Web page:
Connected with the Providence Police Department for more than four decades, Deputy Chief Ahearn’s rise was steady and for many years he has been considered one of the ablest and most reliable police officials in Rhode Island’s capital. As deputy chief and deputy superintendent he has very ably assisted Chief William F. O’Neil in the administration of the Police Department during the last five years. Deputy Chief Ahearn is very popular with the citizens of Providence, and also enjoys to an unusual degree the liking and respect of the members of the Police Department.
James Ahearn was born at Brantford, Connecticut, October 13, 1860, a son of James and Bridget (O’Brien) Ahearn, both now deceased. His father, who was a native of County Cork, Ireland, was engaged as a granite cutter until his death. Deputy Chief Ahearn’s mother was born in County Limerick, Ireland. Educated in the public schools of Providence, Deputy Chief Ahearn, after leaving school spent six years at the trade of granite cutter. In 1887 he became associated with the Providence Police Department, starting as a patrolman. On October 6, 1903, he was attached to the detective bureau at the City Hall and several years later he was made a lieutenant. His next promotion came to him on February 3, 1918, when he was made a captain and inspector, and four years later, in 1922, he was made chief inspector. Soon afterwards, June 17, 1925, he became deputy chief and deputy superintendent of the Police Department, which position he has continued to hold ever since then and which he has filled with marked success and to the entire satisfaction of the community. His religious affiliations are with St Sebastian’s Roman Catholic Church of Providence. His recreation is found chiefly in fishing.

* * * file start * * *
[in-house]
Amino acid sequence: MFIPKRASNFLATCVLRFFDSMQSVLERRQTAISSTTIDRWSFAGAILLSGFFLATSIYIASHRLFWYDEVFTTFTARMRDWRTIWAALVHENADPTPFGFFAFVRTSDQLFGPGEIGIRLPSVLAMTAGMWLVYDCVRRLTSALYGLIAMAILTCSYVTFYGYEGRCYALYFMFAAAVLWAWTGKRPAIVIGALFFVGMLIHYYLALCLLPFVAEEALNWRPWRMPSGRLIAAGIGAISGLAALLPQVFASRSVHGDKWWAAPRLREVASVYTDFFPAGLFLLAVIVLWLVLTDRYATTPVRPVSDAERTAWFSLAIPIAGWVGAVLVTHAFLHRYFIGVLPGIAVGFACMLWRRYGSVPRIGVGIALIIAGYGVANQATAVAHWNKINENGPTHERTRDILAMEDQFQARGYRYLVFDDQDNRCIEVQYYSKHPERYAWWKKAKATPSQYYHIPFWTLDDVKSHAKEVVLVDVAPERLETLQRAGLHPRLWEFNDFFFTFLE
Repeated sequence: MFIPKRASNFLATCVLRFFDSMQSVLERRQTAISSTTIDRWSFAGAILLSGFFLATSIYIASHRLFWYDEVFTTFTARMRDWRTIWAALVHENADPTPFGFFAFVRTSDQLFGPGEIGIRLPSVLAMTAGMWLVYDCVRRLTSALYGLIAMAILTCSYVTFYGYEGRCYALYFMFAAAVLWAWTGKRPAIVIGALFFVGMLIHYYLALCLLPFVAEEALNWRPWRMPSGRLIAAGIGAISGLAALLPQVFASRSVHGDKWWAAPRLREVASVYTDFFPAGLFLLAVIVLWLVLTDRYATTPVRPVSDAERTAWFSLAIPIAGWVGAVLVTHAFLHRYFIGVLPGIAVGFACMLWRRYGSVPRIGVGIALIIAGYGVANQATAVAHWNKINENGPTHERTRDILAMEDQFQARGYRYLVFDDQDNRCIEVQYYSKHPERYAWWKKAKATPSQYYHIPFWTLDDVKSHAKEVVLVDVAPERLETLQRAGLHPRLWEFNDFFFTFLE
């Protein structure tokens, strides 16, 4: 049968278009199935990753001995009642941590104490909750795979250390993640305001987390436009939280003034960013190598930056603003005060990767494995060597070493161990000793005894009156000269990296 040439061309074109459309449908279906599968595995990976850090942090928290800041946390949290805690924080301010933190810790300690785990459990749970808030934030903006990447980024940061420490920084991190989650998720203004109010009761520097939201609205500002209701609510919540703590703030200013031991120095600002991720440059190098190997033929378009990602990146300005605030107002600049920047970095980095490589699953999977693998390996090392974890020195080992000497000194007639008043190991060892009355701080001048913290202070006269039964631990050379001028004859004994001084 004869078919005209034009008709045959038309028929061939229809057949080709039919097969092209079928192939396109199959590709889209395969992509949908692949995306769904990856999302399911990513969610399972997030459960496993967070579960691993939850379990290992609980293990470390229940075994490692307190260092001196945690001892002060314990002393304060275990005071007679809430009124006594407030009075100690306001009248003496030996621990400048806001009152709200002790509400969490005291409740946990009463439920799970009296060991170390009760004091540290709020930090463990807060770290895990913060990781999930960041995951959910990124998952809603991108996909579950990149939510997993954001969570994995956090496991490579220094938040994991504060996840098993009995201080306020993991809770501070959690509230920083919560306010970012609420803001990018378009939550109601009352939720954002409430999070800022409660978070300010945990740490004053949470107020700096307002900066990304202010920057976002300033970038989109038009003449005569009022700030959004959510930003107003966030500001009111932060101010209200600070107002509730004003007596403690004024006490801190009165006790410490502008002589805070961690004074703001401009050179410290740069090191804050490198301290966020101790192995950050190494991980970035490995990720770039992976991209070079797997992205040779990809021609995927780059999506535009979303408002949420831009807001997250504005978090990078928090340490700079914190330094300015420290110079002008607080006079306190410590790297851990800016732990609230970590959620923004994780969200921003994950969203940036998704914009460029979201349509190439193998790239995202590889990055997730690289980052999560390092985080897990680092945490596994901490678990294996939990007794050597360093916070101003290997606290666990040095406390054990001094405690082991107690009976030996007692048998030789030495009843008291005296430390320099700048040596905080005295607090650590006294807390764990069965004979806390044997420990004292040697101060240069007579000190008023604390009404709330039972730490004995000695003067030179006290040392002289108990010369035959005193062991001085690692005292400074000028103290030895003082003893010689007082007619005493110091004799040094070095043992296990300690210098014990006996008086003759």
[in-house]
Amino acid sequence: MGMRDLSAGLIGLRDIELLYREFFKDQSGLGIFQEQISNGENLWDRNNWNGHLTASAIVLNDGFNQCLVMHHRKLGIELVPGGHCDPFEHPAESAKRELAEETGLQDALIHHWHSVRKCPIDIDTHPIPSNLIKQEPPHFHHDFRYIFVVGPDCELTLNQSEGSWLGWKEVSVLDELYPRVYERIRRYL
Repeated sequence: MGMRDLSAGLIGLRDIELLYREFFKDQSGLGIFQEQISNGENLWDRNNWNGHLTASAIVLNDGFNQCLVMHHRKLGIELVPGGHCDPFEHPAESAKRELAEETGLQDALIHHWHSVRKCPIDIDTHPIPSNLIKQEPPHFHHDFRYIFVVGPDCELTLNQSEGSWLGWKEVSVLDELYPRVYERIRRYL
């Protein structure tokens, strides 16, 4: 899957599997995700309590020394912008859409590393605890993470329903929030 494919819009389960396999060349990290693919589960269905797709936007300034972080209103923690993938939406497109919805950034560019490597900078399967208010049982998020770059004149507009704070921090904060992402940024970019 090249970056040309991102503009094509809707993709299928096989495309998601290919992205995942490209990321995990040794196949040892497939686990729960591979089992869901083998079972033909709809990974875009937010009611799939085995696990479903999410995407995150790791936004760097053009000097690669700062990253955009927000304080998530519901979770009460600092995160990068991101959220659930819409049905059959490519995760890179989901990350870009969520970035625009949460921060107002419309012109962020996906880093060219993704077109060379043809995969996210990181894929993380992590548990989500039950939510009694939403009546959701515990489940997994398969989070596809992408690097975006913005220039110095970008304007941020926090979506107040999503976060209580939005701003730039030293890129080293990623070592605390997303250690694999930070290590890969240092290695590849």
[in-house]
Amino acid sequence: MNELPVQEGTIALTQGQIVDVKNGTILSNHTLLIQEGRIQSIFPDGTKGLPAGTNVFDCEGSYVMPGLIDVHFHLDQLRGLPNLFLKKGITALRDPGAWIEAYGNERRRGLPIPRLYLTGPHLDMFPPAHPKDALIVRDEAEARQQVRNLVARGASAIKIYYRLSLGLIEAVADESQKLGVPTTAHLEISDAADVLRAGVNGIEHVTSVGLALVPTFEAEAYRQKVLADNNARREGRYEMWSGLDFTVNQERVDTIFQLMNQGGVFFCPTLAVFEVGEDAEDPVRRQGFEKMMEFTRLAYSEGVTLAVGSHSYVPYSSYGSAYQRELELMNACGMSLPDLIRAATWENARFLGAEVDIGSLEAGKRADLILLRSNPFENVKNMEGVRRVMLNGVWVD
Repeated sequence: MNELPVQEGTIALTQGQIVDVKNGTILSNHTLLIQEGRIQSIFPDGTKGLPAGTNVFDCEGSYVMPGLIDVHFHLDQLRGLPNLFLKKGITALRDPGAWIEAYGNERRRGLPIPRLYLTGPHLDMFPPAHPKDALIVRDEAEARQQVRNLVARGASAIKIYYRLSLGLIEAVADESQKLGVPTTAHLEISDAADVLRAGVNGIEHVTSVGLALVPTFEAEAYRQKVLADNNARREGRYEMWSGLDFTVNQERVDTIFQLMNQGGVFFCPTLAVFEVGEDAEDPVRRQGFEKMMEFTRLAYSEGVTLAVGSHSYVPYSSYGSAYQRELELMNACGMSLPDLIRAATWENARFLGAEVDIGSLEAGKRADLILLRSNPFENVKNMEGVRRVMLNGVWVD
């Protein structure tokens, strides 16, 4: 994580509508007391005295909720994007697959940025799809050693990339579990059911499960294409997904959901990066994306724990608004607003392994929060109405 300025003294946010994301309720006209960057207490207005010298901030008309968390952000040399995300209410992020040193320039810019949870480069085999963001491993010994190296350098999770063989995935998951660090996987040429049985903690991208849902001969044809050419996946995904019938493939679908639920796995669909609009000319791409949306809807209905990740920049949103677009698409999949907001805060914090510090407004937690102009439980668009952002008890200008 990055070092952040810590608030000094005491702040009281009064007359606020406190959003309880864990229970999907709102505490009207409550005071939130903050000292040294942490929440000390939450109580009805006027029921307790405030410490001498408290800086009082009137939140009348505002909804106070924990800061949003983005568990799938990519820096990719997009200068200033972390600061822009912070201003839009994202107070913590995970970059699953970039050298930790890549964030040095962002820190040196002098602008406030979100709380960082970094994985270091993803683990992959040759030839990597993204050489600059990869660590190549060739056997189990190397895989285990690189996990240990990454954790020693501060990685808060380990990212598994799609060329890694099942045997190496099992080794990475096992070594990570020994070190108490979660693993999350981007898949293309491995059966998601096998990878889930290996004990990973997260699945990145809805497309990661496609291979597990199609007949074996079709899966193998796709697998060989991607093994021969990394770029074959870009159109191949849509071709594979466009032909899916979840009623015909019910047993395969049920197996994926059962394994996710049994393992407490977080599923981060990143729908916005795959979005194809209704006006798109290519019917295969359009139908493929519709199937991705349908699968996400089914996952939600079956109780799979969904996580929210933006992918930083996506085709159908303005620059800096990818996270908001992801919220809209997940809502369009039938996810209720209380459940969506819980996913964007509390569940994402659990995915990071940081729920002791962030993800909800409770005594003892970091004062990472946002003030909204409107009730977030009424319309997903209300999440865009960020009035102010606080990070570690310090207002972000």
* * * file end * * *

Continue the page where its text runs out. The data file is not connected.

Deputy Chief Ahearn married, in 1900, Mary H. Hines, a native of Providence, who died in 1906. They had three children:
- J. Edward, a graduate of the English High School of Providence, and later, for two years, a student at Providence College, now connected with the Providence “News-Tribune” as a reporter.
- Joseph Leo, a graduate of the Classical High School, as well as of Brown University, class of 1926, where he received the degree of Bachelor of Arts. He then took up the study of law at the Law School of the University of Pennsylvania, Philadelphia, from which he was graduated with the degree of Bachelor of Laws in 1929, since when he has been successfully engaged in the practice of law in Providence.
- William C., now deceased.
Carroll, Charles. Rhode Island: Three Centuries of Democracy, vol 3 of 4. New York: Lewis historical Pub. Co., 1932.